A woman lost her firstborn child to Child Protective Services when she was 17, after having been abandoned by her abusive father. Part of the reason for losing the child then was poverty – no crib or medical insurance. She also had untreated mental issues. She has been in therapy since she was 18 and her therapist will support her now – 6 years later. She is now 3 1/2 months pregnant with her second child and understandably afraid of losing this child as well or that they’ll bring up her mental health issues from the past. This child’s father is not the same one as her first child’s father and is supportive of her. She gets SSI income and her boyfriend is a line cook. Because they are on a tight budget, she is buying what she can in preparation for her baby, as she can. How can she avoid a repeat experience ?
A response came from a woman who works in primary care settings. She has seen cases where if the parent previously lost a child to the Div of Health Services, that parent comes under heightened scrutiny. Suggestions – If you are going a regular OB clinic or community clinic, show up for every single prenatal appointment, stay on top of scheduling. Make them aware of the regularity/consistency of your therapy appointments. I personally would not meet with or trust their social or behavioral health person – keep them at arm’s length until you get a good read as to whether they seem genuinely interested in helping with you. It seems you have good support already, so don’t even go there. If you feel you have to appease them and must meet with one, just be prepared to say all the areas you have covered already. Don’t express vulnerability or what you don’t have. Better to go through trusted community organizations if you need physical items, housing resources, etc. Expect to have to do a Urine Analysis at some point. Avoid using any substances including marijuana that might get you flagged.
I am a big fan of midwives and so I liked this suggestion – seek out a birth center or better yet a home birth midwife. You can meet them for a consultation (no pressure to pick that one). Wait until you find one you think you could have a trusting relationship with. They won’t have access to all your medical records. They are more focused on supporting you as an individual. The less contact with nosy/intervention happy medical people, the better in your case. If you end up needing to birth in a hospital, a good midwife ought to be a good advocate for you in that setting, even though it is also a high risk setting for Div of Health Services involvement/hospital staff scrutiny.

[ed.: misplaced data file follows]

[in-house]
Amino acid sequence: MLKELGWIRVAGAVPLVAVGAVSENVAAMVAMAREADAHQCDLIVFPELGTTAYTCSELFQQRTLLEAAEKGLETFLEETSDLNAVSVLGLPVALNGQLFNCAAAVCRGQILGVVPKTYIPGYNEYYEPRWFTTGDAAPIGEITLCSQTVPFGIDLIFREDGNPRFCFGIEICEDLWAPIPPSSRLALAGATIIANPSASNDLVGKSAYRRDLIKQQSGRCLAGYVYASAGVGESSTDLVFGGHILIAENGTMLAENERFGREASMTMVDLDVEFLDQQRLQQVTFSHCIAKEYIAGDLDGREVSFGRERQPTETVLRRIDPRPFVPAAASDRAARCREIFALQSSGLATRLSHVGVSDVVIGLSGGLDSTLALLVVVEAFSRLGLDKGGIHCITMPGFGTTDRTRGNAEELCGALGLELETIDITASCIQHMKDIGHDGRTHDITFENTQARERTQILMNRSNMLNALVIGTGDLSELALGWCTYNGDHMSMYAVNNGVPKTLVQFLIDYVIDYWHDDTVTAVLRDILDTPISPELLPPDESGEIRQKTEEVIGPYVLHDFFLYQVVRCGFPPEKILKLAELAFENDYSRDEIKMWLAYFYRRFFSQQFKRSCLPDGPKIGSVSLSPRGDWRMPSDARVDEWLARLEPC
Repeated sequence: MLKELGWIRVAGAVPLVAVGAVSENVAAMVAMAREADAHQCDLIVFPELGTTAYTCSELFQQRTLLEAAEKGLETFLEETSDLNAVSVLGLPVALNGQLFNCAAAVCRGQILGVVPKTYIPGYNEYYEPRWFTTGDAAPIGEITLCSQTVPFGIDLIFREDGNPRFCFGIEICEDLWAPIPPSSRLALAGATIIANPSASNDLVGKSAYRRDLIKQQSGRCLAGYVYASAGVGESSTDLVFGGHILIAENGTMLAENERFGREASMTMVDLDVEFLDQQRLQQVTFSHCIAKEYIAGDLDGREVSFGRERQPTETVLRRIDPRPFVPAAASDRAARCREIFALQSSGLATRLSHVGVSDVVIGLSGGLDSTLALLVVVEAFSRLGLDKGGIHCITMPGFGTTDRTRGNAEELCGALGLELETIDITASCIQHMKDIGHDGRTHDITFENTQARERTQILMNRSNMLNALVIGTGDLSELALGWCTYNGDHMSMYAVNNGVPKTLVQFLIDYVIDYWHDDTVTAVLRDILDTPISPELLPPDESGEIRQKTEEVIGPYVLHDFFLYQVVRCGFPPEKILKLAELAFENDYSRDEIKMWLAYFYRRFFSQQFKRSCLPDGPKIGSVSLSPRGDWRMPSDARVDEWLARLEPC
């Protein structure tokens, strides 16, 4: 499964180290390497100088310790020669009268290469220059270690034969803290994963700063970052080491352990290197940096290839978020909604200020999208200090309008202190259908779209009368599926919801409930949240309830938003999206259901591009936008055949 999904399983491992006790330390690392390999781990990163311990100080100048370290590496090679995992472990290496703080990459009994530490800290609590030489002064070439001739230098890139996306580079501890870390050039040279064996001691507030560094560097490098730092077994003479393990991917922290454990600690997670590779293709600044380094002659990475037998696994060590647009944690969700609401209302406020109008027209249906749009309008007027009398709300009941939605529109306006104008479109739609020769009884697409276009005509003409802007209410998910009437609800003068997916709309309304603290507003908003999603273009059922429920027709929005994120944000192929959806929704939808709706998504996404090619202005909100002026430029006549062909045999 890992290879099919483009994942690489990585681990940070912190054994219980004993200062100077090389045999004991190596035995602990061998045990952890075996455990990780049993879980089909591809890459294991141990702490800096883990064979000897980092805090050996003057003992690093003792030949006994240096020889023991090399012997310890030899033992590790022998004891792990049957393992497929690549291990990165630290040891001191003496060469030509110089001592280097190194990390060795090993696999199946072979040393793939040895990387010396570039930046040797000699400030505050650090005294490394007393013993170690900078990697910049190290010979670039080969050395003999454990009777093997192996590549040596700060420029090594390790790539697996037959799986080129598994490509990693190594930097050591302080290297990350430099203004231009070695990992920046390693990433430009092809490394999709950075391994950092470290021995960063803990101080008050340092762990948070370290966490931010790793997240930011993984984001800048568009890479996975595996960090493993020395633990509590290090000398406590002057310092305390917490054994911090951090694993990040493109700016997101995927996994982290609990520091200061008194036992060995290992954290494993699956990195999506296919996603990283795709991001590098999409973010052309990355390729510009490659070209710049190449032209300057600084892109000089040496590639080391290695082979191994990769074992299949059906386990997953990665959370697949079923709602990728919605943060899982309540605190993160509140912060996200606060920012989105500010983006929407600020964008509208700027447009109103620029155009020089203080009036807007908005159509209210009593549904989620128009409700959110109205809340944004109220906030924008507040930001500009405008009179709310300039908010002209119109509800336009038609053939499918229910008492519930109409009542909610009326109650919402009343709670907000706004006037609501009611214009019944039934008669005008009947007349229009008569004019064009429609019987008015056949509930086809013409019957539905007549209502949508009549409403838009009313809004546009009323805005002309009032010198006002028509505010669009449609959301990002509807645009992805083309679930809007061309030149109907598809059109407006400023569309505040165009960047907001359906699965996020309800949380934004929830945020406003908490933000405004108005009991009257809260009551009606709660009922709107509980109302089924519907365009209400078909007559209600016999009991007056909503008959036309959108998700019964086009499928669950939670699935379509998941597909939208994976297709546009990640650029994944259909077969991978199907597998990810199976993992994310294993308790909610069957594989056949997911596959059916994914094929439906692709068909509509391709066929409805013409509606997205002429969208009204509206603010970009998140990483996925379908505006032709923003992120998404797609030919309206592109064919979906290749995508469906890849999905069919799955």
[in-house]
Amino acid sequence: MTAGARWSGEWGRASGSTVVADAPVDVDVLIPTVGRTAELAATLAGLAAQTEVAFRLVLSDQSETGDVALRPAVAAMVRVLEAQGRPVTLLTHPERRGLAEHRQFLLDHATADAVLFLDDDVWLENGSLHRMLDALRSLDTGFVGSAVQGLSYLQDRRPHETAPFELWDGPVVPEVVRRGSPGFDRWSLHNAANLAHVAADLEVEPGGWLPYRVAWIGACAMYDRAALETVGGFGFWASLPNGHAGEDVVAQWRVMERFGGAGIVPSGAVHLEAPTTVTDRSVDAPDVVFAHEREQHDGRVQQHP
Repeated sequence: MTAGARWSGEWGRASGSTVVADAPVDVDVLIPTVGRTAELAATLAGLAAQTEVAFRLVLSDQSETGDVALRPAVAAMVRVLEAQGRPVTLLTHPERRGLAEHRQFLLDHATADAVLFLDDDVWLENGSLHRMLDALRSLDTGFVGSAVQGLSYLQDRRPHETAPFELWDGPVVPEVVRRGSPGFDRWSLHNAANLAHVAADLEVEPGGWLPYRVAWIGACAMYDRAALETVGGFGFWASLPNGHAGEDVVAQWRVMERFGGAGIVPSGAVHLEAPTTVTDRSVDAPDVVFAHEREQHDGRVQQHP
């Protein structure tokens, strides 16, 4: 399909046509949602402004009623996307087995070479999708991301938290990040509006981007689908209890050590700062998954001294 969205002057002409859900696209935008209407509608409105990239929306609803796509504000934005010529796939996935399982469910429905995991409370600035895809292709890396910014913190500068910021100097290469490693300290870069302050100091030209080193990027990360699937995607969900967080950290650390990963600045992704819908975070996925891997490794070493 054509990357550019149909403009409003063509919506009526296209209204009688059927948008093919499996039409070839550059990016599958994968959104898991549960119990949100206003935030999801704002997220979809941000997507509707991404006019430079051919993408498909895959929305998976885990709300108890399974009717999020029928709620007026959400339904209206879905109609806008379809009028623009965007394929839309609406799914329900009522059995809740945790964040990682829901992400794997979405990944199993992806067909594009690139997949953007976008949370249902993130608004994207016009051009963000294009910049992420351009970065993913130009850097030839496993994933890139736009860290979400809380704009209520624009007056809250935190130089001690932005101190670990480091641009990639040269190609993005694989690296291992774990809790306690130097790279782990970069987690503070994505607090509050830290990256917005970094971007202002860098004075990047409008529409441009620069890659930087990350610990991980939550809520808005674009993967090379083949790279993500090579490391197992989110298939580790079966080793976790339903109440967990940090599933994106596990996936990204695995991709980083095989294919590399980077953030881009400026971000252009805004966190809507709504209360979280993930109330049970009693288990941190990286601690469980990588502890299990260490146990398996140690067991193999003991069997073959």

If she is in a conventional medical care setting, the woman suggests be one step ahead with all the baby item planning. Having the car seat well in advance, like by 30 weeks, and schedule a car seat installation safety check (you can find them by searching “car seat safety clinic” they are often done at fire departments). If she signs up for WIC (which pays for formula), she needs to be aware that they are another scrutinizing entity that could represent a threat.
The biggest poverty factor to control for is housing stability. If you rent, is your lease month to month or year long? Being on good terms with your landlord can smooth inspections. Best have a Plan B. Make certain savings could cover a move, if needed. Or have a support network, one that would allow you stay with a stable family that is considered “safe”.
Additional suggestions from another with behavioral health work within a primary healthcare setting – No one can report a thing until the child is born. Be careful about what releases you sign. No one can talk to anyone about you without your release – unless it becomes a mandated report. If you sign releases, you are at risk. Therefore, any releases need to be very specific. Don’t sign blanket things like “service coordination.” Instead say what services you want coordinated.
This woman disagreed with some of the previous advice – I don’t agree with universally declining behavioral health services, because those services can be helpful for connecting with community based programs for things like car seats, help with food insecurity, clothing, etc. If your ongoing therapist is well connected, and knows what programs are available within your community, they may be able to serve in that role. In that case, it is appropriate to explain that you are in regular behavioral health care already.
There will likely be complete screenings as a routine part of your care to look at maternal stress/perinatal mental health concerns. They may also be helpful in holding the balance of psychotropic medication/medication choices, while you are pregnant, if that is part of your typical mental health treatment plan. You can consider signing a very specific and narrow release with your therapist, but generally, I would limit it only to things like medication, pregnancy health, dates of service. I would not allow your therapist to release your progress notes, progress summaries, treatment plans unless there is a compelling reason to do so.